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HPE joins Swiss-backed bid to 'decarbonise' datacentres across the world

HPE has joined forces with tech leaders and academics in Switzerland to support the take-up of a datacentre accreditation geared towards improving the energy efficiency of server farms worldwide

Hewlett-Packard Enterprise (HPE) is lending its support to a datacentre decarbonisation initiative, aimed at encouraging server farm operators worldwide to reduce their energy consumption.

The initiative is being led by digitalswitzerland, a 130-strong member group focused on positioning Switzerland as one of the world’s leading technology innovation hubs, which has joined forces with HPE to oversee the creation of a datacentre decarbonisation accreditation for compliant operators.

The Swiss Data Center Efficiency Label accreditation will be awarded to operators that can demonstrate they have taken steps to increase the use of energy-efficient technologies and procedures in their datacentres, and have met a set of criteria laid out by the Swiss Datacentre Efficiency Association (SDEA).

There will be three specific areas the accreditation covers. The first looks at energy flow, which will track how facilities are powered and how the by-products (such as waste heat) generated by their activities are used.

The second is concerned with the technology housed inside a datacentre and how energy efficient it is, while the third will monitor its carbon footprint.

HPE, along with digitalswitzerland and various other Swiss academic and tech trade associations, are among the founding members of the SDEA. They will assume responsibility for assessing operators who put their facilities forward for the accreditation on these grounds.

Christopher Wellise, chief sustainability officer at HPE, said the accreditation is geared towards getting a complete and comprehensive view of a datacentre’s overall energy consumption and carbon footprint.

“The Swiss Data Center Efficiency Label takes a holistic approach by considering all sources of energy consumption and energy supply, as well as the reuse of energy consumed,” said Wellise.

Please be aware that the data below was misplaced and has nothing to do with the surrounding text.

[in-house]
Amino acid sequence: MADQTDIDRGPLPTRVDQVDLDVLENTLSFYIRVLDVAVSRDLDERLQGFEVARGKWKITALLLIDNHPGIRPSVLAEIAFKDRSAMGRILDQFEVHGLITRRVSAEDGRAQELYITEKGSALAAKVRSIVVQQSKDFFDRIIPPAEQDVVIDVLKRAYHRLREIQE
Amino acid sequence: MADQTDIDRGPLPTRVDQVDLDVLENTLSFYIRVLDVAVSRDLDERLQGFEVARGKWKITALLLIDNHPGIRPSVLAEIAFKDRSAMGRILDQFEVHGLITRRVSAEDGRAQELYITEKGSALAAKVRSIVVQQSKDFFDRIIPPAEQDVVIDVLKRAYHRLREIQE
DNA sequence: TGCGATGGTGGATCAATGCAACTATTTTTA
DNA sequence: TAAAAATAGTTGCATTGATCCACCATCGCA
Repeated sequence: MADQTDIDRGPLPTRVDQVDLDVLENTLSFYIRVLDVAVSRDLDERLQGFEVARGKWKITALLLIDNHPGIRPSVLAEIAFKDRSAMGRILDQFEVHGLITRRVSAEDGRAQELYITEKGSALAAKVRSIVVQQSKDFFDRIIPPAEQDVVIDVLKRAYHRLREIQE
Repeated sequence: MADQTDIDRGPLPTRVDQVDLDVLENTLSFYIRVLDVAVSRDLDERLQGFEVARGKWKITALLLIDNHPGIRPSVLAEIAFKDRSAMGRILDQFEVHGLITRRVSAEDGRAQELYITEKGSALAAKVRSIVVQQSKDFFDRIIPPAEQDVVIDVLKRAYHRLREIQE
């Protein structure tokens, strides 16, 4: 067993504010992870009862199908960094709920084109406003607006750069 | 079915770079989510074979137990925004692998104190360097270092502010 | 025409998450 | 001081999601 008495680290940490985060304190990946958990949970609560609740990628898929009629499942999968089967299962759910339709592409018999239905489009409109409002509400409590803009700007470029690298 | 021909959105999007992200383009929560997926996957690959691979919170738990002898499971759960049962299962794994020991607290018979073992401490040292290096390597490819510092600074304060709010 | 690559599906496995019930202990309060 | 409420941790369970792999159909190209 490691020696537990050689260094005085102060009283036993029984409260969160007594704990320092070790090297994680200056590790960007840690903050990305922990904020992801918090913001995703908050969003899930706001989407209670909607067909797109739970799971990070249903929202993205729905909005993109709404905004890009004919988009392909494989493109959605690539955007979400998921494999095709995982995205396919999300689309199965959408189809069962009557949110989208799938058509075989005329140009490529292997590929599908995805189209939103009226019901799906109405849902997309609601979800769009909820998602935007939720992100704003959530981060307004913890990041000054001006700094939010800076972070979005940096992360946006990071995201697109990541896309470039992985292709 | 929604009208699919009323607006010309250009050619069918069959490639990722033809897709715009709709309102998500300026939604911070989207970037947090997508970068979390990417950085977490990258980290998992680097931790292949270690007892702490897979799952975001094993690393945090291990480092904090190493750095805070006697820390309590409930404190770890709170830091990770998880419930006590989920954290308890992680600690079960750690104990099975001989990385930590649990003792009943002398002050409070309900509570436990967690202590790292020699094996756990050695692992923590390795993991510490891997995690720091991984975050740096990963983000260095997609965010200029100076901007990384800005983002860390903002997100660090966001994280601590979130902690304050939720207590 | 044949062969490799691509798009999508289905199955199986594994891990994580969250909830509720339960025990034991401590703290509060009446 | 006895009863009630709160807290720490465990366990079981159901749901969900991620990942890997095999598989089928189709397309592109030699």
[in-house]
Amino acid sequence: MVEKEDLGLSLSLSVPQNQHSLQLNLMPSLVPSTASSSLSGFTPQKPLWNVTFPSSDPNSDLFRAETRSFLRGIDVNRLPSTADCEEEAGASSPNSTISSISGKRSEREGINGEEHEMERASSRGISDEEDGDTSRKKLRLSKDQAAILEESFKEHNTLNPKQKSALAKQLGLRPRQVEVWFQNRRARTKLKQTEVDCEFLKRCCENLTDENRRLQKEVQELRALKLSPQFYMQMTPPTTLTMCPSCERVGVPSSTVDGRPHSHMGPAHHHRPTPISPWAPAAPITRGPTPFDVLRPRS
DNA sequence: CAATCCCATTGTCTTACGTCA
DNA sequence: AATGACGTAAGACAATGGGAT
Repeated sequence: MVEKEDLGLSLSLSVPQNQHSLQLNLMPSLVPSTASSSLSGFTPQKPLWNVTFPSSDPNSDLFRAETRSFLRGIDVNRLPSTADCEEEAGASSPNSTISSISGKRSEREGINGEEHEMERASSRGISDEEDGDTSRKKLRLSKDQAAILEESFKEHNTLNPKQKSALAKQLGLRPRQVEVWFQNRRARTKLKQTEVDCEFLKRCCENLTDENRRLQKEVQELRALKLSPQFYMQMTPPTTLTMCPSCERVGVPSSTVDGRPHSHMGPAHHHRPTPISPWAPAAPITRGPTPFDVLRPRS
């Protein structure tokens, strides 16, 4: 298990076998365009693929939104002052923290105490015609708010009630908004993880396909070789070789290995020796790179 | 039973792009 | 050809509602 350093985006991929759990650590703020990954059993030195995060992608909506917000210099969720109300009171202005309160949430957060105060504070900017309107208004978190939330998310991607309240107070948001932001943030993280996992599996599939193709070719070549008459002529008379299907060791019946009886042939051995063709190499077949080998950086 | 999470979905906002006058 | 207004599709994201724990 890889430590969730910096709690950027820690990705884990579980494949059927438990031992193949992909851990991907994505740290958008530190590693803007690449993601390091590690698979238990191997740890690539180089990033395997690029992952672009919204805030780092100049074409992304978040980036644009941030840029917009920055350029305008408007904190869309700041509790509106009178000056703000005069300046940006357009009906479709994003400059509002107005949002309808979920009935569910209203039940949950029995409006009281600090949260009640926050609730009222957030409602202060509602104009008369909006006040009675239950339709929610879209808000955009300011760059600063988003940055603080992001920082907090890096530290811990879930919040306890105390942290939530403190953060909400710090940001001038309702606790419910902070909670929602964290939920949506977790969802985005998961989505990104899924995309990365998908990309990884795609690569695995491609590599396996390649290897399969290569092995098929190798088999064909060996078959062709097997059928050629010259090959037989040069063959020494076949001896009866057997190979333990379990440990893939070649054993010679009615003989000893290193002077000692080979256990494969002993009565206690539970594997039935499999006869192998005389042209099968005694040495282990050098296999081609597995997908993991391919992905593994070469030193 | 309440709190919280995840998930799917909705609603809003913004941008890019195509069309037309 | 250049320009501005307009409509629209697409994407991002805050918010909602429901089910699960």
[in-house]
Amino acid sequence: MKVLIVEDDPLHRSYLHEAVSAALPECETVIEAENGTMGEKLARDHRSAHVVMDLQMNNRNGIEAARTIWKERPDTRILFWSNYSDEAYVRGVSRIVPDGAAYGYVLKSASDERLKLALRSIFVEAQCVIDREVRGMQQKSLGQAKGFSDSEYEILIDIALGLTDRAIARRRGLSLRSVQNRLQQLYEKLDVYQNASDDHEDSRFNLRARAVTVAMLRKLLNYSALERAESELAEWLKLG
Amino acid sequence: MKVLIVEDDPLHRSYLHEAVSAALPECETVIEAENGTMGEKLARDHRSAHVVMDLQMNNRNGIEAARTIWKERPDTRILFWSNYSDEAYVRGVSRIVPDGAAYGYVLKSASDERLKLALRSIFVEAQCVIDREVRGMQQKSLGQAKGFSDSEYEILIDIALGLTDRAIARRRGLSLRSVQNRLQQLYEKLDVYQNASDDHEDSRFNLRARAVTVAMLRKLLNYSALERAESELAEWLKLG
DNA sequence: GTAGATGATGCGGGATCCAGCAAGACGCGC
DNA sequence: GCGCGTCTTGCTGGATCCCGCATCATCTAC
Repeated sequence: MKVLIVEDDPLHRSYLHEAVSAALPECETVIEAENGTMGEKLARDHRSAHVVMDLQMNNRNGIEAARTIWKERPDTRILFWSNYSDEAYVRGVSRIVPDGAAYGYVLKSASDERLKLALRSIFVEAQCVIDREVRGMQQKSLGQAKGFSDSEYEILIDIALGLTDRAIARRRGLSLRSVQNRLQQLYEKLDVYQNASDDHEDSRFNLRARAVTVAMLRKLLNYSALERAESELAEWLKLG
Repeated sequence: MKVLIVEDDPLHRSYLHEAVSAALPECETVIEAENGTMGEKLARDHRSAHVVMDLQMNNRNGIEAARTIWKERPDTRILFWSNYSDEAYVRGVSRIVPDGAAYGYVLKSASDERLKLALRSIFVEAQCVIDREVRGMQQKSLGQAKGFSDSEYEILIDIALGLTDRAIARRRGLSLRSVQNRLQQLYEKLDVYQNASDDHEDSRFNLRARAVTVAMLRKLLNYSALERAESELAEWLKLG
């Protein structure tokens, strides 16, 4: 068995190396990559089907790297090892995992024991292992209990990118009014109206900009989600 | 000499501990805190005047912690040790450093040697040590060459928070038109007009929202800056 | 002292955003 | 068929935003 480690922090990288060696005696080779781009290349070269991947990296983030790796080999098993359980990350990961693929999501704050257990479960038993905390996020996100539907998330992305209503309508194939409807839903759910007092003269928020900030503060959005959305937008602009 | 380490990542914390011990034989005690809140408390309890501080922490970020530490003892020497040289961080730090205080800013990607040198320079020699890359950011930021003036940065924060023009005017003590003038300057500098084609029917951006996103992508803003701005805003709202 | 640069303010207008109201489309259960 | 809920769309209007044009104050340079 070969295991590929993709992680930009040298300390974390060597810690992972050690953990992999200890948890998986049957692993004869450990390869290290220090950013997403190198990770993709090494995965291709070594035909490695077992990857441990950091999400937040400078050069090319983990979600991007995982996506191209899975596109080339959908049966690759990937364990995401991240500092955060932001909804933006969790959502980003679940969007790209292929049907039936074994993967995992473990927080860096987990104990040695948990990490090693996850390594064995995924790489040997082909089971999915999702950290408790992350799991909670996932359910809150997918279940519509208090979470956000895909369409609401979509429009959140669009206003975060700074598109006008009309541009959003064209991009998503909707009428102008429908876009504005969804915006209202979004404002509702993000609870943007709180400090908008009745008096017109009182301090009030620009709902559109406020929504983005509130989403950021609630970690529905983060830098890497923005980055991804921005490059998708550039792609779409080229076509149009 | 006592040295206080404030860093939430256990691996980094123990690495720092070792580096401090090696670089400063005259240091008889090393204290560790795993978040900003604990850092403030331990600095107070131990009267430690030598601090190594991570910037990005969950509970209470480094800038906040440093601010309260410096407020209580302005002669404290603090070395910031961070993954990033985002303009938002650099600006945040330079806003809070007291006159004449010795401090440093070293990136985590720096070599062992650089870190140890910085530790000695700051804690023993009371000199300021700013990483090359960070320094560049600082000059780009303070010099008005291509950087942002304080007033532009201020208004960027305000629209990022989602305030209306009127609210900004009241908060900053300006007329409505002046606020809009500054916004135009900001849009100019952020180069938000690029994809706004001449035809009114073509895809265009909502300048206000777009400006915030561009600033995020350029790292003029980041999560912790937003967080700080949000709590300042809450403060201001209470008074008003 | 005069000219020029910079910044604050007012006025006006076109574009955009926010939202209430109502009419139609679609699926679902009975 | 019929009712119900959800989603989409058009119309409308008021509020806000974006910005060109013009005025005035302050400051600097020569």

“It provides the missing links to enable datacentre operators, industry associations and governments to measure and control the real climate impact of digital infrastructures.”

Some 10 organisations have already taken steps to achieve the accreditation as part of a pilot project. This work has, according to HPE, generated energy savings of up to 70% for these participants, while 50% of them are now powering their facilities with carbon-neutral energy sources.

The group hopes this initial success will be sufficient to drive adoption of the accreditation among datacentre operators in Switzerland, who were reportedly responsible for consuming 2.8% of the country’s total energy in 2015.

In due course, the SDEA hopes the accreditation will also be adopted more broadly worldwide, with the association setting its sights on submitting it for consideration to the European Commission and the United Nations.

“Carbon-neutral energy sources and energy efficient digital technologies are available today, and it’s through appropriate methodologies, industry commitment and policy enforcement that broad adoption can be driven,” said Benoit Revaz from the Swiss Federal Office of Energy, who is also among the initiative’s backers.

“We welcome projects such as the Swiss Data Center Efficiency Label, which can help to lessen the negative climate impact of one of the digital backbones of our society. We encourage and support organisations and nations worldwide to undertake similar efforts.”

The announcement has been timed to coincide with the World Economic Forum in Davos, with many of the discussions taking place there focused on what can be done to halt the onset of climate change.

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